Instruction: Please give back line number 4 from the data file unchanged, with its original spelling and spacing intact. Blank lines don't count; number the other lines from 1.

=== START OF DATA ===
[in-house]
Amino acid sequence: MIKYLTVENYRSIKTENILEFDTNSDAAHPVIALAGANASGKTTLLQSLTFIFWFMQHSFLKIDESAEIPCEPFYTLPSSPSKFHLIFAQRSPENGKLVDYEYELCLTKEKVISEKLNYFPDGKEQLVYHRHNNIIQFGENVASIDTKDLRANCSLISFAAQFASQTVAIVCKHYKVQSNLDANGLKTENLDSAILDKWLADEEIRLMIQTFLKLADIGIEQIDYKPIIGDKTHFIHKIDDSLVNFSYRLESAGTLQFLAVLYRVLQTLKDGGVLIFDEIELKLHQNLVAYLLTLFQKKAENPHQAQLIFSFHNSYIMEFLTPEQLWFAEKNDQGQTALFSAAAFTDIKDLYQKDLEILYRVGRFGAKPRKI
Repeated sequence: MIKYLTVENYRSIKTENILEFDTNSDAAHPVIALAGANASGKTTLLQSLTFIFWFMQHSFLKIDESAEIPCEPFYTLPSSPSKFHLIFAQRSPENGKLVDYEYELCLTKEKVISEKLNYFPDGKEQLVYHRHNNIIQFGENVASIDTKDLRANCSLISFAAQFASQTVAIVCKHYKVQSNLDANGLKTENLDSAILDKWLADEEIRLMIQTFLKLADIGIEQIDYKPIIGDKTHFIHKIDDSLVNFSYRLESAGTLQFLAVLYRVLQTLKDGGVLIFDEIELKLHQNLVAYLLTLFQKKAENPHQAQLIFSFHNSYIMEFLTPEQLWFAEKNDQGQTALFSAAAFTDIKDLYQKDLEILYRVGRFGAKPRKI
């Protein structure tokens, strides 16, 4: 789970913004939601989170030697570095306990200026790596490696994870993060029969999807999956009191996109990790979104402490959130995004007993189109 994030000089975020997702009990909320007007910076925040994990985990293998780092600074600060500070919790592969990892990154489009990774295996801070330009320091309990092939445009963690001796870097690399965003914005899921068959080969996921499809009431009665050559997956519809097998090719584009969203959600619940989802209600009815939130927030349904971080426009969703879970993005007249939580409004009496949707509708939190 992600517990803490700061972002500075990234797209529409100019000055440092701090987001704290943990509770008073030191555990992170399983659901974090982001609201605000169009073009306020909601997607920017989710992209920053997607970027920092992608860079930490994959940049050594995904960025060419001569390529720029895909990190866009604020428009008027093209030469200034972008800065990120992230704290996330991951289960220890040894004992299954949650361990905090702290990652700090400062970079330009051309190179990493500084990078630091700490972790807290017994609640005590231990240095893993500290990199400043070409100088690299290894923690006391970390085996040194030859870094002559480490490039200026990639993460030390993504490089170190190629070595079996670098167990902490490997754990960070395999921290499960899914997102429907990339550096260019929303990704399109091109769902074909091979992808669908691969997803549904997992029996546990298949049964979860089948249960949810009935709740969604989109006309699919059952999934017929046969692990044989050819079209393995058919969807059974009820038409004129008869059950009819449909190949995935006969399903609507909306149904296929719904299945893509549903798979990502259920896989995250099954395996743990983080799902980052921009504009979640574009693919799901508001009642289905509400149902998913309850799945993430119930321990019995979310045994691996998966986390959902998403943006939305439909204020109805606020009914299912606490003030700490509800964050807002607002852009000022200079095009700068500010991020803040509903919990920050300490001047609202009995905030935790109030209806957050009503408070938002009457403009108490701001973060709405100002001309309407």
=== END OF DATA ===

């Protein structure tokens, strides 16, 4: 789970913004939601989170030697570095306990200026790596490696994870993060029969999807999956009191996109990790979104402490959130995004007993189109 994030000089975020997702009990909320007007910076925040994990985990293998780092600074600060500070919790592969990892990154489009990774295996801070330009320091309990092939445009963690001796870097690399965003914005899921068959080969996921499809009431009665050559997956519809097998090719584009969203959600619940989802209600009815939130927030349904971080426009969703879970993005007249939580409004009496949707509708939190 992600517990803490700061972002500075990234797209529409100019000055440092701090987001704290943990509770008073030191555990992170399983659901974090982001609201605000169009073009306020909601997607920017989710992209920053997607970027920092992608860079930490994959940049050594995904960025060419001569390529720029895909990190866009604020428009008027093209030469200034972008800065990120992230704290996330991951289960220890040894004992299954949650361990905090702290990652700090400062970079330009051309190179990493500084990078630091700490972790807290017994609640005590231990240095893993500290990199400043070409100088690299290894923690006391970390085996040194030859870094002559480490490039200026990639993460030390993504490089170190190629070595079996670098167990902490490997754990960070395999921290499960899914997102429907990339550096260019929303990704399109091109769902074909091979992808669908691969997803549904997992029996546990298949049964979860089948249960949810009935709740969604989109006309699919059952999934017929046969692990044989050819079209393995058919969807059974009820038409004129008869059950009819449909190949995935006969399903609507909306149904296929719904299945893509549903798979990502259920896989995250099954395996743990983080799902980052921009504009979640574009693919799901508001009642289905509400149902998913309850799945993430119930321990019995979310045994691996998966986390959902998403943006939305439909204020109805606020009914299912606490003030700490509800964050807002607002852009000022200079095009700068500010991020803040509903919990920050300490001047609202009995905030935790109030209806957050009503408070938002009457403009108490701001973060709405100002001309309407």